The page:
Dr B answers the questions but not in a very helpful manner and finally says in undisguised frustration that I need to stop questioning and just trust that they know what they are doing. I can continue doing IVF but he won't change the protocol and gives me a 2% chance of conceiving.

After my experience with Dr P, I am disillusioned and disappointed. Maybe I needed the reality check, that all the problems are due to my age. It's been 3 years since I last did IVF and had good results and embryo transfers.

I am resigned and disappointed. At 44, I haven't even got as far as an embryo transfer.

Wednesday, April 16, 2014

Broken blog links

I'm pretty particular when it comes to websites. Accuracy of information is important, and having worked in online content management for a while, a badly-designed website is one of my pet-hates.

If I find a broken link, I will usually try and send an email to technical support.

So I was browsing the internet not so long ago, and decided to plug in my blog URL into a free website-link-checker. And .... I had over 100 "broken links"! Guess I won't be emailing myself to complain about these links! And I probably won't ever get to fixing them anyway.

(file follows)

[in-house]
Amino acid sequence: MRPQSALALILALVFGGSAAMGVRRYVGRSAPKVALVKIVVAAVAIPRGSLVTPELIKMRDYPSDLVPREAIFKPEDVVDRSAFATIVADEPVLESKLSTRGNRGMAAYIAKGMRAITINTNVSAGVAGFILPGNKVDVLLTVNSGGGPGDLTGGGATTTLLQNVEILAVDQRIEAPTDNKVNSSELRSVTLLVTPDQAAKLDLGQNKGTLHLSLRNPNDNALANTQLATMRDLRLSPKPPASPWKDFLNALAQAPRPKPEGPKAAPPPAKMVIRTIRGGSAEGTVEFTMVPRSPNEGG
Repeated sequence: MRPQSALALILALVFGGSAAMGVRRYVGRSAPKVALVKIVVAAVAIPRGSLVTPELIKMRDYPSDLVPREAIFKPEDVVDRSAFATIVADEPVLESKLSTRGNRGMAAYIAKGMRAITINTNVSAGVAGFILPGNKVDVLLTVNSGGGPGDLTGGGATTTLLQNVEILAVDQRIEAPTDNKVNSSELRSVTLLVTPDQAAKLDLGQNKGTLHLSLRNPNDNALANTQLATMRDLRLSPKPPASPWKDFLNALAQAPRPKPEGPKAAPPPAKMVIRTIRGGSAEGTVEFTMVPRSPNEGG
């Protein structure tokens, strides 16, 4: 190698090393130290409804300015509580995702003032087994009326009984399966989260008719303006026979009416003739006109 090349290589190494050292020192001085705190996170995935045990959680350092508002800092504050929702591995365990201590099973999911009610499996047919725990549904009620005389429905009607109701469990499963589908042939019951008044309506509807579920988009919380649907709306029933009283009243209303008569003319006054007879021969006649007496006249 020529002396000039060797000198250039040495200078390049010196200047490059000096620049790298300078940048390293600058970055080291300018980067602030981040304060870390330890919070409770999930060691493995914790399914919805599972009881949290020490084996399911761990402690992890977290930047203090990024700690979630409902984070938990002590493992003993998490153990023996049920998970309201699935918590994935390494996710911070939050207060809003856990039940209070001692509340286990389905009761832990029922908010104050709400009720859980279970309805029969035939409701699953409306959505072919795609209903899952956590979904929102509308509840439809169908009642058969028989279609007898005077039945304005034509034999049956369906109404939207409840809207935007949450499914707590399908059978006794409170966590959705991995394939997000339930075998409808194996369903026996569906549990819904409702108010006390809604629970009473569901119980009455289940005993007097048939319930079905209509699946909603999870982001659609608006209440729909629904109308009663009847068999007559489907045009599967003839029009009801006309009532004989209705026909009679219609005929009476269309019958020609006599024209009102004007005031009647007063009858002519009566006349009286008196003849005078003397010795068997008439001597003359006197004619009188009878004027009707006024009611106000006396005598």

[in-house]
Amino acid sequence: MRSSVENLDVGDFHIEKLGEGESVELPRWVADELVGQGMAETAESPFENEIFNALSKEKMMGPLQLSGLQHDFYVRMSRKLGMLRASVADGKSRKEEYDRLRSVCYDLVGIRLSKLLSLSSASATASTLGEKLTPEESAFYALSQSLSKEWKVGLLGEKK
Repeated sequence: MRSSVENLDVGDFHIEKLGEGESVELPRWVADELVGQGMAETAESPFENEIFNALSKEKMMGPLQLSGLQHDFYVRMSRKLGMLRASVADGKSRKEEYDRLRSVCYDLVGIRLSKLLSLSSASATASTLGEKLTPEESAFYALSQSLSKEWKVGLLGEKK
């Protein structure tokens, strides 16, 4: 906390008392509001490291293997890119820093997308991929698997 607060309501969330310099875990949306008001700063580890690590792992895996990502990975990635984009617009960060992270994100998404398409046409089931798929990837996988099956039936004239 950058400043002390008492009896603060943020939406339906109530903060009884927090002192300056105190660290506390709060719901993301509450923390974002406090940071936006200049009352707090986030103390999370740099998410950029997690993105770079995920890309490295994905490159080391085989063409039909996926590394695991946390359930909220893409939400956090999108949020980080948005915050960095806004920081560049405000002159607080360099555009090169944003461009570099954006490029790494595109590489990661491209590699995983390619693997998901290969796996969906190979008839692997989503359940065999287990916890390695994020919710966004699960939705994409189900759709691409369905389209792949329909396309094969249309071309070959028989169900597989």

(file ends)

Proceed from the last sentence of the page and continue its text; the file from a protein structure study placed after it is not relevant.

#
Broken link (you can scroll this field left-right)
Page where found
Server response
1url src404
2url src500
3>>url src404
4url src404
5url srcbad host
6url src404
7url src404
8url src404
9url src404
10>>url src404
11>>url src404
12>>url src404
13>>url src404
14>>url src404
15url srcbad host
16url srcbad host
17>>url src404
18>>url src404
19url src404
20url src404
21>>url srcbad host
22url src404
23>>url src404
24url src404
25url src500
26url src404
27url src404
28url src404
29>>url src404
30>>url src404
31url src500
32>>url src404
33>>url src404
34url src404
35url src404
36>>url src404
37url src404
38>>url src404
39url src404
40url src404
41url src500
42url src404
43>>url src404
44url src404
45url src404
46>>url src404
47>>url src404
48url src404
49url src415
50url src404
51>>url srcbad host
52url src404
53url src404
54url src404
55url src404
56url srcbad host
57url src404
58url src404
59>>url src404
60>>url src404
61>>url src404
62url src404
63url src404
64url src404
65url src404
66>>url src404
67url src404
68url srcbad host
69url srcbad host
70url src500
71url srcbad host
72>>url src404
73>>url src404
74url src404
75url src404
76>>url src404
77url src404
78url src404
79>>url src404
80url srcbad host
81url srcbad host
82url src404
83url src404
84url src404
85url src404
86>>url src404
87url src404
88>>url src404
89url src404
90url src404
91url src404
92url src404
93url src404
94url srcbad host
95url src404
96url srcbad host
97url src404
98>>url src404
99url srcbad host
100url src404
101>>url src404
102url src404